Saturday, July 24, 2021

The Evidence Suggests Otherwise

Islamophobia is on the rise in Canada. Michael Harris writes:

The problem is growing. As reported by the CBC’s Elizabeth Thompson, a soon-to-be released report has found that online activity by right-wing extremists in Canada grew last year. Researchers identified 2,467 right-wing extremist accounts. Those accounts produced 3.2 million pieces of content in 2020, and generated 44 million reactions. 

The report, by the U.K.-based Institute for Strategic Dialogue, attributed the rise in hate speech in part to the pandemic.

“The pandemic has… created a febrile environment for radicalization, by ensuring that millions of people have spent more time online. In an environment of heightened anxiety, the situation has been an easy one for extremists to capitalize on. As a result of the pandemic, extremist conspiracy theories have flourished, and minority communities — in particular Asians — have been subject to increased hate crimes and harassment.”

The institute’s researchers found that on one social media site, Telegram, there were 17 groups focused on Canadian affairs. Seven channels hosted white supremacist communities, seven ethnonationalist communities and one hosted an anti-Muslim community.

The anecdotal evidence is everywhere:

In 2017, a horrible event revealed the virulent hatred of Muslims felt by some in this country. A young white nationalist walked into the Islamic Cultural Centre in Quebec City and proceeded to open fire on Muslim worshippers. Alexandre Bissonnette shot six men dead on the spot and seriously wounded six others. He eventually pled guilty to six counts of first-degree murder and six counts of attempted murder.

In June, 20-year-old Nathaniel Veltman was charged with purposely using his specially equipped pickup truck to run down and nearly wipe out an entire Muslim family. They were out for an evening walk in London, Ontario.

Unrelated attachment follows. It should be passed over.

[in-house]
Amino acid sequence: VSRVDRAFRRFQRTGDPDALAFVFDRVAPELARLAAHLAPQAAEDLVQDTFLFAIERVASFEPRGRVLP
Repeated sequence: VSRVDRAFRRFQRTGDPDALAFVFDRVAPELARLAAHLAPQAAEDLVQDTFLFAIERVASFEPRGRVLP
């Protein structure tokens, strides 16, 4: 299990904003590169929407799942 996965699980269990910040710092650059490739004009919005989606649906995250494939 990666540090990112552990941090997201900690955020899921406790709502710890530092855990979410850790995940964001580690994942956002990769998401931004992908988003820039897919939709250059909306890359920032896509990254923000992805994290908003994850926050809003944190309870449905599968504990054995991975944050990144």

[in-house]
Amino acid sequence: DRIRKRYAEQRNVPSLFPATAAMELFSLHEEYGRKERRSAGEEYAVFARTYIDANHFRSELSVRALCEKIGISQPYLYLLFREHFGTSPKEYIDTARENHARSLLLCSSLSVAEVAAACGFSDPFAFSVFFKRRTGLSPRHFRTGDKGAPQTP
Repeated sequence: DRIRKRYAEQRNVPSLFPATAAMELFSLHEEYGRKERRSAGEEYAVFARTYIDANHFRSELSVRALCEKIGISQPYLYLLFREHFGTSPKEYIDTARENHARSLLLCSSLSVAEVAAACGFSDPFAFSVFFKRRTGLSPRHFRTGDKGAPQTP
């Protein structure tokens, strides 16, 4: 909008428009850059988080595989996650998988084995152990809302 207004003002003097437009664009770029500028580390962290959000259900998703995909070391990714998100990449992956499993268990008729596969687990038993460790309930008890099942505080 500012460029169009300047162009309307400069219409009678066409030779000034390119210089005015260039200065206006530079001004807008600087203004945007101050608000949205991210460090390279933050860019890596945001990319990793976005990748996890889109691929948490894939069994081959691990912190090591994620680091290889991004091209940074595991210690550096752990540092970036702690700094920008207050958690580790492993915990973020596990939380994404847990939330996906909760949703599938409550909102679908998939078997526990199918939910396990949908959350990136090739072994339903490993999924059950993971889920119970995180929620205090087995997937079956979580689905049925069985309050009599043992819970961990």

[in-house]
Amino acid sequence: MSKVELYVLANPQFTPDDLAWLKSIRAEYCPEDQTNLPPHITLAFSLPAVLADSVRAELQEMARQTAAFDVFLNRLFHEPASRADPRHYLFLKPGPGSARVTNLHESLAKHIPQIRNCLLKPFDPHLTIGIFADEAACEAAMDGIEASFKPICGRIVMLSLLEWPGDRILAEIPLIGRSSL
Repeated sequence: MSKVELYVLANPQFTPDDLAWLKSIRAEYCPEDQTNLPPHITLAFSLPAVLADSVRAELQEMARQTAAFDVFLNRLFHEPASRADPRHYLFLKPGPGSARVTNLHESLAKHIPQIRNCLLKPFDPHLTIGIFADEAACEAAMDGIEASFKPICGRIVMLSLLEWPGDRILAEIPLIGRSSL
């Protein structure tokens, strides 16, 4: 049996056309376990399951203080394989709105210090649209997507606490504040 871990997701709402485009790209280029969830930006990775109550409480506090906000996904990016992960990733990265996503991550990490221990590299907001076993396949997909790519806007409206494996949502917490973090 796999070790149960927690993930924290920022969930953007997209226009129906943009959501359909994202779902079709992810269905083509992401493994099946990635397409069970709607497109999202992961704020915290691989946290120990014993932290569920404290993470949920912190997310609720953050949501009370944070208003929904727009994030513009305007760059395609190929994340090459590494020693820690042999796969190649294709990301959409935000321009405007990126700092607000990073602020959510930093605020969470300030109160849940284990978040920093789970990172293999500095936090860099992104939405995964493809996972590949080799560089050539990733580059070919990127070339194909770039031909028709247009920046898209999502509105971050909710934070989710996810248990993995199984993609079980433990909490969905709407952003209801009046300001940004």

Salman Afzaal, his wife Madiha, their 15-year-old daughter Yumna and Salman’s mother, Talat Afzaal, were all killed. The only member of the family to survive the terror attack was nine-year-old Fayez Afzaal, now orphaned.

Just a week after the unspeakable London killings, a masked man attacked two young Muslim women wearing hijabs in St. Albert, Alberta. Their assailant knocked one woman unconscious and threatened the other one with a knife, before scarpering into the woods.

When it comes to racism, we like to think we're less infected than our neighbours to the south. The evidence suggests otherwise.

Image: Wilfred Laurier University


Anonymous said...

The most recent Canadian crime stats show hate crimes up sharply following the election of the Toxic Toadstool to the White House. They peaked in 2017, then declined in 2018, the last year for which Stats Can has released data. Bissonnette's crime in 2017 is consistent with the trend.

Since then, we have the killing of the Afzaals in London, ON and the attack in St. Albert, AB. Copy-cat crimes are common, so the St. Albert attack may be a knock-on from the London one. Despite the anecdotal evidence, my sense is that with Biden in office in the US and the Cons polling badly here in Canada, the wind has gone out of the sails of anti-Muslim sentiment for now.

And, in good news, an English court ordered far-right anti-Muslim extremist Stephen Yaxley-Lennon to pay £100,000 plus court costs to a Syrian schoolboy he viciously libelled. Yaxley-Lennon, aka Tommy Robinson, is a friend of Ezra Levant and Rebel Media's UK correspondent. A Go Fund Me campaign is sure to follow. Ah well, a dollar to Tommy Robinson is a dollar not going to Erin O'Toole.


Owen Gray said...

I hope your peek into the future pans out, Cap. We definitely do not need more of the same.